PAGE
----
2022 Commonwealth Games: Birmingham congratulated by vanquished Liverpool
Birmingham has been congratulated by the mayor of Liverpool after being named England’s candidate to host the 2022 Commonwealth Games.
The city was chosen ahead of its Merseyside rival by the Department for Digital, Culture, Media and Sport.
Kuala Lumpur is likely to be the main rival bid to host the 2022 Games.
But the UK government must still decide if a formal bid will be submitted, weighing up whether it would offer “value for money for the taxpayer”.
Mayor of Liverpool Joe Anderson tweeted: “Liverpool has lost its bid to host Commonwealth Games 2022 thanks to my team #proud.
“Congratulations and good luck Birmingham – wish you well.”
Former Commonwealth gold medallist Brendan Foster said he was “delighted but not surprised” Birmingham had been chosen.
“It’s the right time, in the right place, in a city that has all the facilities in place,” said the former BBC athletics commentator and Great North Run founder, who was part of Birmingham’s bid team.
“I’m convinced that Birmingham can take the next step and be awarded the Games. And when they are, they’ll have the opportunity to host the best ever Commonwealth Games.”
The Department for Digital, Culture, Media and Sport said Birmingham’s bid had “impressed” judges.
“Birmingham’s bid was considered particularly strong on its management of risk, its high quality existing venue infrastructure and its plans for a long-term sporting legacy,” it said in a statement.
Alexander Stadium, the home of UK Athletics, will be upgraded into a 40,000-seat arena if the bid to host the Games is successful.
The Genting Arena would host badminton, and Arena Birmingham – which is the venue for next year’s World Indoor Athletics Championships – the artistic and rhythmic gymnastics. Both have a 9,000 capacity.
Villa Park, the famous stadium of former Champions of Europe Aston Villa, would host rugby sevens.
The ground, built in 1897 and one of the most atmospheric and recognisable in world football, has previously staged World Cup and European Championship football matches, World Cup rugby games, the last ever European Cup Winners’ Cup Final and a host of FA Cup semi finals.
The Symphony Hall, opened by The Queen in 1991 and home to the City of Birmingham Symphony Orchestra, would house weightlifting and para-powerlifting.
Three halls at the NEC would also be used, meaning most of the venues needed to host the games are already in place.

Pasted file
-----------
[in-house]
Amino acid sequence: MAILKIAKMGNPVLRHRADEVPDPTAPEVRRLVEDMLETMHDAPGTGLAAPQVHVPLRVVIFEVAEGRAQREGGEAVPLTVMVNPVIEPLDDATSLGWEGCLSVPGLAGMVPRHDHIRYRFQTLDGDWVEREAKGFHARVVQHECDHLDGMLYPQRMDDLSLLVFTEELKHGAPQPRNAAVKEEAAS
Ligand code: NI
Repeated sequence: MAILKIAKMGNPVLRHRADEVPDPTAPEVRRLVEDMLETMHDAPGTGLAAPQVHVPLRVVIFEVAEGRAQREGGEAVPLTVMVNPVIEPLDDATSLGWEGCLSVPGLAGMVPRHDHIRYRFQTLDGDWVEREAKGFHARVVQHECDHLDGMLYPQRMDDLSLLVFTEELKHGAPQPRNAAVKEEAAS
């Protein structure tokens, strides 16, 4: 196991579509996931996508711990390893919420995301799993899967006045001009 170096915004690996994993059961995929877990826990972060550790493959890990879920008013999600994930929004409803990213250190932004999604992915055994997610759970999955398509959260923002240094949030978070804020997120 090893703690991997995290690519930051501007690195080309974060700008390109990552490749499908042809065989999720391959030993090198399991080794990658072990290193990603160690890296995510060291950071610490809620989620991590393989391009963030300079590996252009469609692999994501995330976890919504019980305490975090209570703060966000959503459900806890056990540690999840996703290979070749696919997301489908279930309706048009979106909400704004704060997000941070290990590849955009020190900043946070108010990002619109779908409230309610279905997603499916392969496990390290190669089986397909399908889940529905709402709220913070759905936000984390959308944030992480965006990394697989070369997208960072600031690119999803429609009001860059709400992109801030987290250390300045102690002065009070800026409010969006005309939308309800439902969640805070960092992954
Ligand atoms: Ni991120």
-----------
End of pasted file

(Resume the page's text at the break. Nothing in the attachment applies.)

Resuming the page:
Coventry’s Ricoh Arena would host netball, and an aquatics centre would be built in Sandwell.
Analysis by BBC News correspondent Phil Mackie
“Always the bridesmaid but never the bride” is a phrase often used about Birmingham.
The city is a perennial underdog which feels unloved and overlooked, as major projects have repeatedly been awarded either to the capital or the North West.
Its 1992 Olympics bid barely got off the ground. Despite making compelling cases to be the home to the new national football stadium and the Millennium Dome, vastly more expensive options were chosen in London.
Perhaps the hardest to take was when it lost out to Liverpool in the bid to become the Capital of Culture.
Birmingham City Council’s deputy leader Ian Ward says he “can still remember the disappointment” when he heard they’d lost in 2008.
West Midlands mayor Andy Street said: “This is brilliant news for Birmingham and the West Midlands.
“We’ve never had a multi-sport competition like this in Birmingham and the West Midlands so this is genuinely is a once-in-a-lifetime opportunity for us.”
Ian Ward, deputy council leader and chair of Birmingham’s Commonwealth Games Bid Committee, said: “This is a great endorsement by the UK government of Birmingham’s credentials to host the Games and recognition of the city’s resolve to deliver a memorable event.
“We appreciate that it was a very close decision and that Liverpool pushed us all the way with a very compelling proposal.
“This is not the end of the journey and we look forward to working with the government as it makes its final decision to support a UK candidate city.”
Brian Barwick, chairman of Liverpool’s bid, said it was a “great shame” it had been unsuccessful.
But he added: “We are proud to have put together such a bold plan, and it has been incredible to see the city unite behind a common cause and come together under the banner of the Commonwealth.
“I’d like to congratulate the city of Birmingham on making it to the next phase, and would like to offer this city’s support to the bid as it aims to represent the UK internationally.
“It will be great to see the Commonwealth Games back in the UK and we wish Birmingham well for the next stage in this process.”